In a recent Massachusetts appellate case, a trial court judge allowed a criminal defendant’s motion to suppress evidence that had been seized by police executing a search warrant after first making two warrantless searches of the defendant’s apartment.
The case arose when police received a report that there was a smell like drugs coming from the defendant’s apartment. Later, they got another complaint from a neighbor describing a skunky and a minty smell and claiming she could see a bright light inside. Two days later, detectives went to the apartment and met with the neighbor. Nobody answered the defendant’s apartment door. The detectives weren’t able to see inside, but they could smell chemicals from beneath a running air conditioner.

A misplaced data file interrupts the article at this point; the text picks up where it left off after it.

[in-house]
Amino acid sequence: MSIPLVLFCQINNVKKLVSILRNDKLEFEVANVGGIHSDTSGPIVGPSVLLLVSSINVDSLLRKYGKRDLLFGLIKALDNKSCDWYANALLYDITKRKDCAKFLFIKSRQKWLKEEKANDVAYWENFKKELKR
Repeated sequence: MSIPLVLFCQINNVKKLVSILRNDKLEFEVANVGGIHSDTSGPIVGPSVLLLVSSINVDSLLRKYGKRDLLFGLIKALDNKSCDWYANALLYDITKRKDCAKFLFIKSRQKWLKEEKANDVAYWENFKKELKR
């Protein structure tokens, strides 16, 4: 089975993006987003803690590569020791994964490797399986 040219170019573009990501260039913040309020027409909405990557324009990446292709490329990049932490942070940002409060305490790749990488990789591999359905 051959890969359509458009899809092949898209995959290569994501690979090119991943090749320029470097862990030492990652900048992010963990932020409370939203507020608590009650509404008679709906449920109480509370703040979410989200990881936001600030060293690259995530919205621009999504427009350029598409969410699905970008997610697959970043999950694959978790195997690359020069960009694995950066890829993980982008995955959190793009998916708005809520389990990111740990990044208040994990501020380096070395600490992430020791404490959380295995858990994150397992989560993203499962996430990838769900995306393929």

A complaining neighbor told the detectives that two people, a boyfriend and girlfriend, lived in the apartment, and they usually left together in the morning. On that morning, the neighbor had spotted the defendant leaving alone. The detectives got the girlfriend’s phone number but weren’t able to get in contact with her. They went into the apartment to look for her. The building’s owner’s son took them through the basement, where the smell got stronger. When nobody responded to the detectives identifying themselves, they went in.